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Discussion Starter · #5 ·
Richard - Those sure are sharp looking! I'll definetly look into the CZ 75 PCR. Today I sold both my Glocks so I'll have a little to put back torwards a future purchase. :)

Have a good one.
O2B
 

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I think Richard is right on about finger movement during trigger pull. I too own a 75B and various other autos. For the longest time I shot about an inch low and an inch left @ 25 feet, all within a hell of a tight grouping. A buddy of mine in the FBI took me to the range and showed me the techniques he had learned at Quantico. He emphisised the importance of a consistant pull with the pad of the finger tip in a straight line down the axis of the gun. He showed me how a small "wiggle" just before the break caused the pattern. His instructor stated that this is a common problem. After alot of practice I've straightened myself out. Same great group, almost on center, now. I almost forgot, he gave me a dummy practice round for dry firing. It really helped. Good luck.
 

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Discussion Starter · #7 ·
Culpable - Well I sold my Glocks over this past weekend so the only thing I have left is an old Auto Orndance .45 but the next time I'm out w/ it I'll try harder to make sure that I'm doing as people have suggested.

Just out of curiosity what part of Ohio you in?

O2B
 

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Discussion Starter · #8 ·
Bad Experiece w/ the CZ 75B

On Friday afternoon I had a few hours off from work so I loaded up the range bag and headed to the range. Several weeks prior I had gone shooting w/ my brother-in-law and some other family members. To help out they purchased 9mm Wolf ammo elseware and brought it along. The range we were at would not allow the Wolf to be used so I had about 350 rounds w/ me when I went to the a differnt range Friday afternoon that allows Wolf.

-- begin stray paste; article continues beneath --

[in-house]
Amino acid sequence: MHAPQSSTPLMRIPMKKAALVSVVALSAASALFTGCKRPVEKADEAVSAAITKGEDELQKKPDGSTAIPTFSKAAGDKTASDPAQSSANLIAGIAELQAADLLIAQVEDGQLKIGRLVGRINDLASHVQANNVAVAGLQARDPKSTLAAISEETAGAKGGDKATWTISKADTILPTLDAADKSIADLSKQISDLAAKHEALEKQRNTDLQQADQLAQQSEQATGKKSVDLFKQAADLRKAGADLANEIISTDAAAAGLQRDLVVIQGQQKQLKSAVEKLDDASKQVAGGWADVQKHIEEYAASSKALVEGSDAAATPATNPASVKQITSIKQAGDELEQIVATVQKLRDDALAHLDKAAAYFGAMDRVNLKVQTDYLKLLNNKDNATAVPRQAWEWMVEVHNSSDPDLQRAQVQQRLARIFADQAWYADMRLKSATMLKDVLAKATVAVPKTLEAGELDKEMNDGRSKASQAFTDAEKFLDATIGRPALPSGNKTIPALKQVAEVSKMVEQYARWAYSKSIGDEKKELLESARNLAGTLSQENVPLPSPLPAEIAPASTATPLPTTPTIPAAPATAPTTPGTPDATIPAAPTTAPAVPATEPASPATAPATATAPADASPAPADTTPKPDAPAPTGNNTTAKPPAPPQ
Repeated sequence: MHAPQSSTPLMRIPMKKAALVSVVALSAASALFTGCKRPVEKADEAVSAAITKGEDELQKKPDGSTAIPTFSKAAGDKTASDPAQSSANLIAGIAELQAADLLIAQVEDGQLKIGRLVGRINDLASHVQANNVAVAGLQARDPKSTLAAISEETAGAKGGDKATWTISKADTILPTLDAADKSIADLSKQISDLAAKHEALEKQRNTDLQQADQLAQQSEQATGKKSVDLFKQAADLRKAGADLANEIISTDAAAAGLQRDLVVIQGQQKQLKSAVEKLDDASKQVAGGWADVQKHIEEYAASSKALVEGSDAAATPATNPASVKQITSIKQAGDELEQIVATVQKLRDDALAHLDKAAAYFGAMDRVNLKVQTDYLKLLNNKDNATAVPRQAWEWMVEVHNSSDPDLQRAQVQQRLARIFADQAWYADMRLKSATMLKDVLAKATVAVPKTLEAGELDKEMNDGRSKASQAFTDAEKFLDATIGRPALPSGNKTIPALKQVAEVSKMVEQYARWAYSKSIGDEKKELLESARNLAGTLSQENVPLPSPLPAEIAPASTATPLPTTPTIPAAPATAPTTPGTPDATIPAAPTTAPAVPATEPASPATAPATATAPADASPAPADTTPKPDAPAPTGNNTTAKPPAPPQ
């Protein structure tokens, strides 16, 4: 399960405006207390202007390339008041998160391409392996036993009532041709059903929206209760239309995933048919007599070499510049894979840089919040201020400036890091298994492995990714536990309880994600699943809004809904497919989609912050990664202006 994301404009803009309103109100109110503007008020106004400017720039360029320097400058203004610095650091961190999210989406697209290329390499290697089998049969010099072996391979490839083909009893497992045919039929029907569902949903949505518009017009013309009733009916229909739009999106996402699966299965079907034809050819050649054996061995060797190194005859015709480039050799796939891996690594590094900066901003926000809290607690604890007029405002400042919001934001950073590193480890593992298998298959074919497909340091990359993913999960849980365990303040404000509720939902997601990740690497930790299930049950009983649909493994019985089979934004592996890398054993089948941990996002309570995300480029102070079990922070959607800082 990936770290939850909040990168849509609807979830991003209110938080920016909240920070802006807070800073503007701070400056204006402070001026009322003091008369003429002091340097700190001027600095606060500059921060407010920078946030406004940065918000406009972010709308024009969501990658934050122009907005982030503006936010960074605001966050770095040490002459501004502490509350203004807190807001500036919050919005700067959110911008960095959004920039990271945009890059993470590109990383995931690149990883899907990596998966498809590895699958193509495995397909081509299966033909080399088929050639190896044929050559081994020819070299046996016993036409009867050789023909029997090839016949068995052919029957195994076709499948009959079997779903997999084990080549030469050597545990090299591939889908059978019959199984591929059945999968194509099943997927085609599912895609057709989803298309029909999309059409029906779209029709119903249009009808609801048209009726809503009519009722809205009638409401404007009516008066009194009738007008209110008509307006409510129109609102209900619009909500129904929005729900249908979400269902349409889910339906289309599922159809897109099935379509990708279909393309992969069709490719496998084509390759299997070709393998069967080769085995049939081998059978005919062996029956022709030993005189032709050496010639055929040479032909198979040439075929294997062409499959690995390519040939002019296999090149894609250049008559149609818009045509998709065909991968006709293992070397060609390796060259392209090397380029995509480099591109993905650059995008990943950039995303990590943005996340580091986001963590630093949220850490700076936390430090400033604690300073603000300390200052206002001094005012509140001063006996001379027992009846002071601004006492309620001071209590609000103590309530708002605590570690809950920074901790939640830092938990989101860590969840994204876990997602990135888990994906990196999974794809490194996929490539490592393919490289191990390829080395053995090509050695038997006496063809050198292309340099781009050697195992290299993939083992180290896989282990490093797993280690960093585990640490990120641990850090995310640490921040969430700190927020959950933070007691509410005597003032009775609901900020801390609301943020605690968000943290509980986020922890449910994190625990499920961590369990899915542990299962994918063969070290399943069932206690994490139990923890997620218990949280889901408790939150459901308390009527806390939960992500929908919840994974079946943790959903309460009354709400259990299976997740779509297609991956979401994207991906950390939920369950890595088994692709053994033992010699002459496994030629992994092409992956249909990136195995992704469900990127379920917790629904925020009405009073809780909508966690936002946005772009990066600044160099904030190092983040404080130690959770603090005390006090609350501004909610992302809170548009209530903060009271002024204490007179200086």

I've had several problems w/ the 75B before w/ FTF's. I've replaced the recoil spring w/ a Wolfe 18lb and with the factory 10 round mag it runs pretty good. I've still had problems with the factory 15 round mag. Well I figured out that the problems w/ the 15 rounder are more than likely a weak mag spring. In an effort to help burn up the wolf I'd load five rounds in the 15 rounder and fire them off and then swith to the 10 rounder; just trying to get through the Wolf in one trip.

After about 200 rounds I was having some failures to return into battery. By this point the pistol was very dirty. I really haven't cleaned it since I got it other than cleaning the feed ramp off once or twice prior to this range trip. Well I loaded 5 rounds in the 15 rounder and put the mag in the gun and started the 5 round string. After one or two rounds I get a failure to return into battery. But this time the round is jamed in such a way that the gun is locked up solid. No matter what I do I can't get the slide freed up or the round to extract.

It gets to the point I've got to get a guy from the range to come and look at it. He has to take it in the back put it in a vise and beat the slide back w/ a rubber mallet to get it to free up. After that I used the 10 rounder to fire a few more rounds and the gun performed okay.

Lessons learned for me:
1) NEVER USE WOLF AMMO
2) Perform better maintanence on my guns. I should never allowed it to get that dirty.
3) If having problems w/ a particular piece of equipment (ie the mag) after the problem has been diagnosed stop using it until it can be repaired or replace.

Know I know I'm going to get some bad flack for this and I do deserve it. Sorry for the long post.

Regards,
O2B
 

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I have 2 CZ75B's: one in 9mm and one in .40S&W, both nickel. I've had both for several years. Only the 9mm has jammed, but only one time: a stovepipe when it was brand-new. The .40 has never jammed. I use exclusively reloads (my own) in all my guns. I am particularly careful with this, as I've seen too many problems with shooters who don't know what they're doing with reloads.